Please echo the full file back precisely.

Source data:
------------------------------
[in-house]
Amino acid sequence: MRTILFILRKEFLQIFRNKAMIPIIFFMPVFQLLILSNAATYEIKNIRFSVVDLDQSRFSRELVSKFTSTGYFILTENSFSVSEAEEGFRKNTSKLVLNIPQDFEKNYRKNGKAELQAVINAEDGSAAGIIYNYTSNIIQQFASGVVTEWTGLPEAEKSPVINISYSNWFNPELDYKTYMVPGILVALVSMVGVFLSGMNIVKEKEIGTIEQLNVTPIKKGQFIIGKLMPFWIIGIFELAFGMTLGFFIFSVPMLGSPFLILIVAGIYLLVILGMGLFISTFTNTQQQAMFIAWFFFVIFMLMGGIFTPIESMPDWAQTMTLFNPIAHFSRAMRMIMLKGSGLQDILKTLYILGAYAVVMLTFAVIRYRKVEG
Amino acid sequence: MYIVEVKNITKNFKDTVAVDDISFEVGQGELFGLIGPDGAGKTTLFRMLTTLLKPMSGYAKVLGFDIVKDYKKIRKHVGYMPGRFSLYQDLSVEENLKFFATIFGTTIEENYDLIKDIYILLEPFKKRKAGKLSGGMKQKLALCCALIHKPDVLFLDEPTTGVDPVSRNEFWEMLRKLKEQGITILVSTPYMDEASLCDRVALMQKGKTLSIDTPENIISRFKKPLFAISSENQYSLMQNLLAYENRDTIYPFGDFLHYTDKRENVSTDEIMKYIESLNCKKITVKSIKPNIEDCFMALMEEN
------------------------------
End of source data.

[in-house]
Amino acid sequence: MRTILFILRKEFLQIFRNKAMIPIIFFMPVFQLLILSNAATYEIKNIRFSVVDLDQSRFSRELVSKFTSTGYFILTENSFSVSEAEEGFRKNTSKLVLNIPQDFEKNYRKNGKAELQAVINAEDGSAAGIIYNYTSNIIQQFASGVVTEWTGLPEAEKSPVINISYSNWFNPELDYKTYMVPGILVALVSMVGVFLSGMNIVKEKEIGTIEQLNVTPIKKGQFIIGKLMPFWIIGIFELAFGMTLGFFIFSVPMLGSPFLILIVAGIYLLVILGMGLFISTFTNTQQQAMFIAWFFFVIFMLMGGIFTPIESMPDWAQTMTLFNPIAHFSRAMRMIMLKGSGLQDILKTLYILGAYAVVMLTFAVIRYRKVEG
Amino acid sequence: MYIVEVKNITKNFKDTVAVDDISFEVGQGELFGLIGPDGAGKTTLFRMLTTLLKPMSGYAKVLGFDIVKDYKKIRKHVGYMPGRFSLYQDLSVEENLKFFATIFGTTIEENYDLIKDIYILLEPFKKRKAGKLSGGMKQKLALCCALIHKPDVLFLDEPTTGVDPVSRNEFWEMLRKLKEQGITILVSTPYMDEASLCDRVALMQKGKTLSIDTPENIISRFKKPLFAISSENQYSLMQNLLAYENRDTIYPFGDFLHYTDKRENVSTDEIMKYIESLNCKKITVKSIKPNIEDCFMALMEEN